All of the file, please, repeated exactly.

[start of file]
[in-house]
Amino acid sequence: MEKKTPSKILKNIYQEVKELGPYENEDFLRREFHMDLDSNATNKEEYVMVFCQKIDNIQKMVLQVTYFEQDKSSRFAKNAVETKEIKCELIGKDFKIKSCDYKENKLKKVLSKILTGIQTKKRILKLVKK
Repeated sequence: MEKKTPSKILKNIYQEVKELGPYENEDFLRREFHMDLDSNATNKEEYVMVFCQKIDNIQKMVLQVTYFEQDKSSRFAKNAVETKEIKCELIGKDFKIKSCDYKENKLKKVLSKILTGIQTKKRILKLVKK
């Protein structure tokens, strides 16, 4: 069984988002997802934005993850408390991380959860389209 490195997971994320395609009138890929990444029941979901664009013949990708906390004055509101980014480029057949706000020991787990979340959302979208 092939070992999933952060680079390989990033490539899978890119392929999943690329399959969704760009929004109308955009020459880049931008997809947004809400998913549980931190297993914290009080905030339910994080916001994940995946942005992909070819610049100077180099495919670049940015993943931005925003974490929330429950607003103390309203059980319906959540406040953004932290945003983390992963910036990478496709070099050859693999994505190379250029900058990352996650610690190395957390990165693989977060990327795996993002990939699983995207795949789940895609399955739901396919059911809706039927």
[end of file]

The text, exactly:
[in-house]
Amino acid sequence: MEKKTPSKILKNIYQEVKELGPYENEDFLRREFHMDLDSNATNKEEYVMVFCQKIDNIQKMVLQVTYFEQDKSSRFAKNAVETKEIKCELIGKDFKIKSCDYKENKLKKVLSKILTGIQTKKRILKLVKK
Repeated sequence: MEKKTPSKILKNIYQEVKELGPYENEDFLRREFHMDLDSNATNKEEYVMVFCQKIDNIQKMVLQVTYFEQDKSSRFAKNAVETKEIKCELIGKDFKIKSCDYKENKLKKVLSKILTGIQTKKRILKLVKK
């Protein structure tokens, strides 16, 4: 069984988002997802934005993850408390991380959860389209 490195997971994320395609009138890929990444029941979901664009013949990708906390004055509101980014480029057949706000020991787990979340959302979208 092939070992999933952060680079390989990033490539899978890119392929999943690329399959969704760009929004109308955009020459880049931008997809947004809400998913549980931190297993914290009080905030339910994080916001994940995946942005992909070819610049100077180099495919670049940015993943931005925003974490929330429950607003103390309203059980319906959540406040953004932290945003983390992963910036990478496709070099050859693999994505190379250029900058990352996650610690190395957390990165693989977060990327795996993002990939699983995207795949789940895609399955739901396919059911809706039927």